- 1An attractive or exciting quality that makes certain people or things seem appealing: the glamour of Monte CarloMore example sentences
- She was glitz, glamour and pizzazz ripped from the headlines.
- I am sure the meeting will have all its usual glitz and glamour, as well as plenty of exciting racing, and it could be a big fillip.
- Our response is automatic because, like the rest of the world's population, we've been conditioned to believe that the television industry is all glitz and glamour.
- 1.1Beauty or charm that is sexually attractive: pile hair up for evening glamourMore example sentences
- The show travels to nearly 200 cities around the world annually with the beauty, elegance, glamour and energy of a Broadway show.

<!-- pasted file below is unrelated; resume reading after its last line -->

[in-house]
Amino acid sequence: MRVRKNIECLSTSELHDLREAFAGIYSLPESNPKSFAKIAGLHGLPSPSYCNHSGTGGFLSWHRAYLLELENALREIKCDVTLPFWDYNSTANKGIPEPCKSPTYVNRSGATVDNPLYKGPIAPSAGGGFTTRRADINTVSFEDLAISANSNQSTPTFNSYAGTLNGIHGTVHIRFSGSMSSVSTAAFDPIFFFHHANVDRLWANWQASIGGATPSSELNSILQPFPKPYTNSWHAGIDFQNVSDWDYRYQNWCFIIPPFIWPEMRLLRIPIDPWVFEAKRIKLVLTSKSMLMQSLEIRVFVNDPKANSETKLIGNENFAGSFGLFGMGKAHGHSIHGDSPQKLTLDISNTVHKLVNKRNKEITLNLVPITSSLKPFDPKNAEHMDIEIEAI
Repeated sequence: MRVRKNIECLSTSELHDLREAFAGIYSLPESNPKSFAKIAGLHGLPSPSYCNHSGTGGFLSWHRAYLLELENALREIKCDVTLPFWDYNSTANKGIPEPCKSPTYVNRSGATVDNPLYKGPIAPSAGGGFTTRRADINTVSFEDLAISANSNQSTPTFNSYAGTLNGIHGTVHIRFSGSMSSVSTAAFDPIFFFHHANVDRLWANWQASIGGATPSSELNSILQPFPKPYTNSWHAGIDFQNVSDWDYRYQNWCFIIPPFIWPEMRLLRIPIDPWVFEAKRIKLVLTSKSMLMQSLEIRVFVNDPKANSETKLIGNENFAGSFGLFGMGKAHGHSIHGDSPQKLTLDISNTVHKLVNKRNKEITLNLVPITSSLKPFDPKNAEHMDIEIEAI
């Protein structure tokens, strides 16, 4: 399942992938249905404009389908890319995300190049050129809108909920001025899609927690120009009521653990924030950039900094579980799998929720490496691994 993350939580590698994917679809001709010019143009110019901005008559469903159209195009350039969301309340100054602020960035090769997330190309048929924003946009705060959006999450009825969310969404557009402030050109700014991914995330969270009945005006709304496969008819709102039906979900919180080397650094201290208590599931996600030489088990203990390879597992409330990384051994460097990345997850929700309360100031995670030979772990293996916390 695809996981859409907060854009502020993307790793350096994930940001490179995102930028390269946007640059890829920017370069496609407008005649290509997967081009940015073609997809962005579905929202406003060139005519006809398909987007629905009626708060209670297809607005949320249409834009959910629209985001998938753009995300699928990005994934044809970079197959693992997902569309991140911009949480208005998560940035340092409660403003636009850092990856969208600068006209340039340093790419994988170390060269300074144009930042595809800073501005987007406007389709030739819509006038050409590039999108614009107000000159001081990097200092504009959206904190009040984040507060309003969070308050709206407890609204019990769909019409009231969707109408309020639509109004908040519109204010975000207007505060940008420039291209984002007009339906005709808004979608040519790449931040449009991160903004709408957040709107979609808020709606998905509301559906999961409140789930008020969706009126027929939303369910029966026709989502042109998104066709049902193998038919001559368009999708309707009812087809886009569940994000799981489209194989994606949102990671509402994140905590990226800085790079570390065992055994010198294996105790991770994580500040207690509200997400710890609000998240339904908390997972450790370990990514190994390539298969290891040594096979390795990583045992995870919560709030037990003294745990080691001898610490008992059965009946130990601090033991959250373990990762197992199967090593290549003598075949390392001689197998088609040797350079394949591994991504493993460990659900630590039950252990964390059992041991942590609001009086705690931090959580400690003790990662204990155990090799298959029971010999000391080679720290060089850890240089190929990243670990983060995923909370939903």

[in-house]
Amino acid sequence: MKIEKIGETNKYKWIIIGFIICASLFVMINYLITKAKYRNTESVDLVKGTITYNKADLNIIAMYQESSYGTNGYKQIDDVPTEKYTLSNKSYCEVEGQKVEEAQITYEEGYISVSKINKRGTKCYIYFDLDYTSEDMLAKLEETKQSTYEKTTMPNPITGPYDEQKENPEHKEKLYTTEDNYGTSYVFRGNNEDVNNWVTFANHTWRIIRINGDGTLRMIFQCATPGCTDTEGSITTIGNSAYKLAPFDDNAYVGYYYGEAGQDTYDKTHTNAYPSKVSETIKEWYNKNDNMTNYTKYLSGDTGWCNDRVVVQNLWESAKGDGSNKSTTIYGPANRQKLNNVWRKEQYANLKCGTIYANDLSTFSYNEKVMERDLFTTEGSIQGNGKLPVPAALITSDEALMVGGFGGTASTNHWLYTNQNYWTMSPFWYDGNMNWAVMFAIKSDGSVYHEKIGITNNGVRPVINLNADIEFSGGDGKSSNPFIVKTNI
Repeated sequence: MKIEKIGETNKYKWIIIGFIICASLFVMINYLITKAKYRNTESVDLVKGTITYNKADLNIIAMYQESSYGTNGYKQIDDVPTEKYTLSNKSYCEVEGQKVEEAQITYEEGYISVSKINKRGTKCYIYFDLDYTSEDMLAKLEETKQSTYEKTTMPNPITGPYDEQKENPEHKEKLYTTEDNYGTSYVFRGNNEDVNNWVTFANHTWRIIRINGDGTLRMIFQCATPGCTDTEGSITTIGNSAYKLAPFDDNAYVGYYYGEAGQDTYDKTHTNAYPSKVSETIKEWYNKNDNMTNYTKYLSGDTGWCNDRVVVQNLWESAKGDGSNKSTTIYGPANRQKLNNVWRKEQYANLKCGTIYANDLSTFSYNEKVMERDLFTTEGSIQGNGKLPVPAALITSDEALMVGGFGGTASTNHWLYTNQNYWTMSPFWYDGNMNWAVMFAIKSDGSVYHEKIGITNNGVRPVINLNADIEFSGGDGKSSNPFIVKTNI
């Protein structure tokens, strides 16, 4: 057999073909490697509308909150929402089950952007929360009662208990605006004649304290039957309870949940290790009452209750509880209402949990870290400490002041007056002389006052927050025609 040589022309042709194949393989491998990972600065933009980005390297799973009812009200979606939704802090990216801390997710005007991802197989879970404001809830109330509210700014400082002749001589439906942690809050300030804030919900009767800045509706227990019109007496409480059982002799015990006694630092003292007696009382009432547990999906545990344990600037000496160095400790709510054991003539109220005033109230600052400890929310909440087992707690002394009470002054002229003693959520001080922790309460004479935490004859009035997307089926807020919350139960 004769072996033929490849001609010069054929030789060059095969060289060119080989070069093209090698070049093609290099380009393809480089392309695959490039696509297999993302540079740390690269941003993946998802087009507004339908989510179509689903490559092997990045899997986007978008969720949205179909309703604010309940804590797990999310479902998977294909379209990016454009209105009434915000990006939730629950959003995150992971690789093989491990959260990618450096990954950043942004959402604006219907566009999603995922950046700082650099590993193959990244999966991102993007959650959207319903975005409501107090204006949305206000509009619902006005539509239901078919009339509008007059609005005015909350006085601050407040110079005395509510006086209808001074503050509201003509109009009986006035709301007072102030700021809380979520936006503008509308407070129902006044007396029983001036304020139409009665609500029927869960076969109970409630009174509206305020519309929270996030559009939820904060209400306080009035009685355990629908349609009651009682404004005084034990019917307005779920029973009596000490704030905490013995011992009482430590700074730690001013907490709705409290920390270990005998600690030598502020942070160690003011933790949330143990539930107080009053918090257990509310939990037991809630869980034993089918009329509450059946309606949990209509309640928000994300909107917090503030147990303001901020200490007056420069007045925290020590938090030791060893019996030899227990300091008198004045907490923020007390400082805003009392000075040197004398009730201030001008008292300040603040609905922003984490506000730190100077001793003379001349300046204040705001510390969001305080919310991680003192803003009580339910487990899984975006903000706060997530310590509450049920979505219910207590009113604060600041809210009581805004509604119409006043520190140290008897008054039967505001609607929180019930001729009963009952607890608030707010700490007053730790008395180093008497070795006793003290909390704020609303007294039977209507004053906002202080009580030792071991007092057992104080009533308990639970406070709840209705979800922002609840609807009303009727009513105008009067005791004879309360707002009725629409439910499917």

- There was so much of glamour, beauty and seduction in that dressing.
- Whereas any black actress who wants to make it in Hollywood has to confront a world where glamour, beauty, sensuality and sexuality, desirability are always encoded as white.
- 1.2 [as modifier] Denoting or relating to sexually suggestive or mildly pornographic photography or publications: a glamour modelMore example sentences
- The other side to Mark's job is the glamour photography, providing pictures of scantily-clad models for a number of men's titles.
- She is a well-known glamour model who allows her photograph to appear in sex industry advertisements.
- The photograph was of a well-known glamour model, taken and used with her consent.
early 18th century (originally Scots in the sense 'enchantment, magic'): alteration of grammar. Although grammar itself was not used in this sense, the Latin word grammatica (from which it derives) was often used in the Middle Ages to mean 'scholarship, learning', including the occult practices popularly associated with learning.